Lotus Birth: Do it! Or not. Whatever.

20140227-162241.jpg
0 Flares Twitter 0 Facebook 0 Google+ 0 Pin It Share 0 Buffer 0 Email -- Filament.io 0 Flares ×

Living in Vermont and teaching yoga, there’s a certain extent to which one may fall down the rabbit hole of Hippie-dom. I will preface by saying:

  • I have NEVER been to a Phish show and would most likely sooner eat a peanut butter and glass sandwich than attend one voluntarily. (Disclaimer: they are fantastic people. So are any fans that are reading this. But to me they sound like this.)
  •  Not wearing shoes in public IS NOT AN OPTION. I don’t care if it’s July. I don’t care if it’s some great symbol of not being brought down by THE MAN. PUT SOME GOD DAMN SHOES ON. Gross.
  • The closest thing to dreadlocks I’d ever rock on my white girl head are what you might find at the end of a day I’ve been wearing a hat and believe me I waste no time brushing that shit OUT.
  • I once tried to put flax in my kid’s smoothies and they were all “WHY DID YOU PUT SAWDUST IN HERE? FIX IT!”
  • When being enlightened on the merits of a “vagina steaming women’s circle” I laughed so hard I fell off my chair because, well, VAGINA STEAMING WOMEN’S CIRCLE. I’d rather go to a Phish show.

Now that we’ve got that squared away, a confession.

With the birth of both of my children, I did what is called a lotus birth. Basically the child is born, the cord remains uncut and once the placenta comes out, you keep both until you decide which one you like better. (Pro tip: Placentas are cheaper and you can leave them in the car when you run in for a coffee and no one gets their shorts in a wad.)

Calm down. I’m kidding. I’d never leave a placenta in the car alone.

OHMYGOD. OK. Sorry.

Here is a picture of a sunset because who the hell am I? Did you expect photos of bloody organs? FOR GOD SAKES.

Here is a picture of a sunset because who the hell am I? Did you expect photos of bloody organs? FOR GOD SAKES.

Anyway, lotus birth.

So the placenta and umbilical cord stay attached to the baby until it detaches on its own (generally between 3-7 days). Or, in my case until you get sick of waiting for that to happen because GOOD LORD IT’S BEAUTIFUL OUTSIDE AND I’M GOING TO LOSE MY MIND IF I DON’T LEAVE THIS BEDROOM.

The origins of the practice can be traced back to a California woman named Clair Lotus Day, for whom it is named. She questioned the act of cutting the cord and in 1974, birthed her son with an obstetrician who agreed to let the cord go uncut. Previously, the ritual was observed only in chimpanzees.

Now aside from a healthy appreciation for picking things, I don’t make it a rule to take life tips from chimps. Yet the whole idea seemed compelling. The baby is given all the blood and nutrients that the placenta has to offer (full on lotus birth aside, there has been considerable research that suggests allowing the placenta to stop pulsating before being detached offers a whole host of benefits to newborns). Once detached, the belly button is perfectly formed, no open wounds to tend to or risk infection. And the added bonus that no one really asks to hold your baby because THEY ARE COMPLETELY FREAKED OUT. (Side note, my mother lives 7 hours away and didn’t visit until my son was a month old. I was given clear instructions in sending photos to “crop that nasty shit out”.)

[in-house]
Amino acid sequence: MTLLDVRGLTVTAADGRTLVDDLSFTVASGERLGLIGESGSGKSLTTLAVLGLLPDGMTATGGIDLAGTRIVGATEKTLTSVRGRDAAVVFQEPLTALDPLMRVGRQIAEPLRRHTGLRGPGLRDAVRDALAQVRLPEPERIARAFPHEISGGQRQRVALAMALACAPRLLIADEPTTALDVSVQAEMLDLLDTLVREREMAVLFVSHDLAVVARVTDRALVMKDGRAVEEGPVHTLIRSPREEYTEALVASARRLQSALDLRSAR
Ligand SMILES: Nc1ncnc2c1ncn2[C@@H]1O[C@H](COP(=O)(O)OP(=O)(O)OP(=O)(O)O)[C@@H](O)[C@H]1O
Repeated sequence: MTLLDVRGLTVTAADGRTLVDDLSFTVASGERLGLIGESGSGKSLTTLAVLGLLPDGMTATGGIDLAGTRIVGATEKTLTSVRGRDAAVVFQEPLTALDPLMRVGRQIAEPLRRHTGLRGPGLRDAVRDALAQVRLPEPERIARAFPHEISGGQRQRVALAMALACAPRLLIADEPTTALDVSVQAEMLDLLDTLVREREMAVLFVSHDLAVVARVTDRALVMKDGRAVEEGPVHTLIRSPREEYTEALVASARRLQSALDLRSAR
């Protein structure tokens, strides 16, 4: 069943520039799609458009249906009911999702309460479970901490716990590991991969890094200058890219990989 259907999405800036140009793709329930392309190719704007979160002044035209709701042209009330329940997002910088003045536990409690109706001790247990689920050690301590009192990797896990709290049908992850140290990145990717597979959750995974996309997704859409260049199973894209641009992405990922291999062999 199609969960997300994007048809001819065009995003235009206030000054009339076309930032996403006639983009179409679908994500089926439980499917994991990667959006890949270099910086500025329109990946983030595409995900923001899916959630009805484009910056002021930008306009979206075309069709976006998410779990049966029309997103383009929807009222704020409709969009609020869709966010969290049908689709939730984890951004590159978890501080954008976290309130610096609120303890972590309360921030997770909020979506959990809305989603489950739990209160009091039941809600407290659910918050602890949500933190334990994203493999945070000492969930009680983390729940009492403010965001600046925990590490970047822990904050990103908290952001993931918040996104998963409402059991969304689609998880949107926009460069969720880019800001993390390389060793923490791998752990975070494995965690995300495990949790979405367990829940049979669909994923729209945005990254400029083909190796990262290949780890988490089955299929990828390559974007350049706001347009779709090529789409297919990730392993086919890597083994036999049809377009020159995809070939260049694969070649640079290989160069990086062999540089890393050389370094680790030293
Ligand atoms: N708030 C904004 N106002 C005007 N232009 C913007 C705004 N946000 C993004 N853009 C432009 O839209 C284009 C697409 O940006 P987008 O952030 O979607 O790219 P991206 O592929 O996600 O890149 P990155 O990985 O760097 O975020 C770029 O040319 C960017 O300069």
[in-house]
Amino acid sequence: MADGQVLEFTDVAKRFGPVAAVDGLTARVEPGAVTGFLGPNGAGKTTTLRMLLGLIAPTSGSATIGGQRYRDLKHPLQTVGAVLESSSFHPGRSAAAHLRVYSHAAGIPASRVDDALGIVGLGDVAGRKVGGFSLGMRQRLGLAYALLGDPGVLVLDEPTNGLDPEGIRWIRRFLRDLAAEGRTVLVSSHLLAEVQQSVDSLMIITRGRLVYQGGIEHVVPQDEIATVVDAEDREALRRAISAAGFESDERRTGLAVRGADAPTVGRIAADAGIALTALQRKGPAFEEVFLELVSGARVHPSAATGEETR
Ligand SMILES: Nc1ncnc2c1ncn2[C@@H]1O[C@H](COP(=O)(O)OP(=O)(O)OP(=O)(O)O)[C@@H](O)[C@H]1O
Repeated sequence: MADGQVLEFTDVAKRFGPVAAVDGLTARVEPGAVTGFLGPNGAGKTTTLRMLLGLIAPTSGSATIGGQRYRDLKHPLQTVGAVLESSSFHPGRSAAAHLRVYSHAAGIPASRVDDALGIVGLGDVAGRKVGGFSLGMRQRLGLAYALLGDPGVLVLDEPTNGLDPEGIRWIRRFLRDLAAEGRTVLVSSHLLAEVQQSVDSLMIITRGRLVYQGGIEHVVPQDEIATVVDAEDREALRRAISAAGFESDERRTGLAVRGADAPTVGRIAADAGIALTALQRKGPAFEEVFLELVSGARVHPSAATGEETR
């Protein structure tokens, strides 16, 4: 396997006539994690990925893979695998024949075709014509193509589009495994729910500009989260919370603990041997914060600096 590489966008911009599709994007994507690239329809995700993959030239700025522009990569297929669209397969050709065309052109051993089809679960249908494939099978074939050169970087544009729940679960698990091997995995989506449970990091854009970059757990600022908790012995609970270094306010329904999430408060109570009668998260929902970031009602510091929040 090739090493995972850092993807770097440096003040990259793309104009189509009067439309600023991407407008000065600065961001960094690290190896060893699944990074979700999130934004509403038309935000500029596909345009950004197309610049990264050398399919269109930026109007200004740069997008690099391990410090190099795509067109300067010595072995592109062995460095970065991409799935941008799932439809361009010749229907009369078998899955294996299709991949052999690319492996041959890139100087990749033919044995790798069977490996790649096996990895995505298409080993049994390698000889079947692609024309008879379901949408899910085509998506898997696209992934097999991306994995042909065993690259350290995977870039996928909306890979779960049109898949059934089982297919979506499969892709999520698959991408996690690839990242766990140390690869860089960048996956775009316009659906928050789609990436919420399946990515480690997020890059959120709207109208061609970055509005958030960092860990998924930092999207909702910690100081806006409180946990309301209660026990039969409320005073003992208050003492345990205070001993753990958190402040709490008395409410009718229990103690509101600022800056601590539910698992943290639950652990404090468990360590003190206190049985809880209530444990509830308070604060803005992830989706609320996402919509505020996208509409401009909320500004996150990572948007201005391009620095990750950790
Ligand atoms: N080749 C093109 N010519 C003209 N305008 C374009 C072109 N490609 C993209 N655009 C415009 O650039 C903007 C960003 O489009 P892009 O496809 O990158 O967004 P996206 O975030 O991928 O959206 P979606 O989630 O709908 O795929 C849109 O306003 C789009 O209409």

My son’s home birth was a 4.5 hour “shoot me in the head and put me out of my misery” ordeal. Ten minutes or so after he arrived into the arms of my midwife, the placenta was ready to come out as well. She steadied me on my knees in the middle of the bed and directed me to push. I asked her to pull. Didn’t I do enough work already? LEND A HAND, LADY. I guess you can’t really do that. So I pushed.

We laid the placenta next to my son on a towel and once my friend who had a lotus birth of her own arrived, she tended to it. She rinsed it in a bowl of warm water and then we placed it in a colander to drain. (No one that visited in those first days would ever agree to a pasta dinner at our house.) Several hours later we transferred it to a bowl and coated it with salt and lavender. Each day following, she returned to scrape off the salt and reapply. It shrunk rapidly as it cured like some sort of placenta jerky which I think I read about on Goop once. The cord had dried completely and twisted like a twig. Finally, on day 5 the placenta was so small that I put it in a baby gap gift box that had once contained items much more attractive.

The spiritual aspect of lotus birth suggests that allowing the baby to make this transition from womb to world on his or her own terms at his or her own time reduces anxiety and elevate the bond between mother and child by limiting overstimulation.

By day 7, that sidecar of an organ showed no signs of peacing out. But if we’re going to keep with the trend of parenting like animals in the wild, I was about to go full polar bear on that baby and EAT HIM if I didn’t get out of the house. Just a walk around the block. You know, until it felt like my vagina was going to fall out. Then I’d waddle home. And also, SEVEN DAYS? Placenta, your work here is done. I’ve decided. And if this baby were to grow up to be some sort of serial killer, well, we can travel all the way back to this moment where I rushed him along before he was ready thus making him completely unable to trust anyone ever. So I grabbed a pair of scissors and after softly whispering in his ear, “come on buddy. Let’s do this. I’m sorry but even if I were the type of person that would name you Moonstone THIS WOULD STILL BE RIDICULOUS AT THIS POINT.” I gently hacked it off a couple inches from his belly.

"Dude, they say lotus birth babies can remember when they lost their umbilical cord. Do you remember?"  "Huh? Umbilibal cord? What's that? Oh, that thing? No. What are you talking about? Can I go play xbox now?"

“Dude, they say lotus birth babies can remember when they lost their umbilical cord. Do you remember?”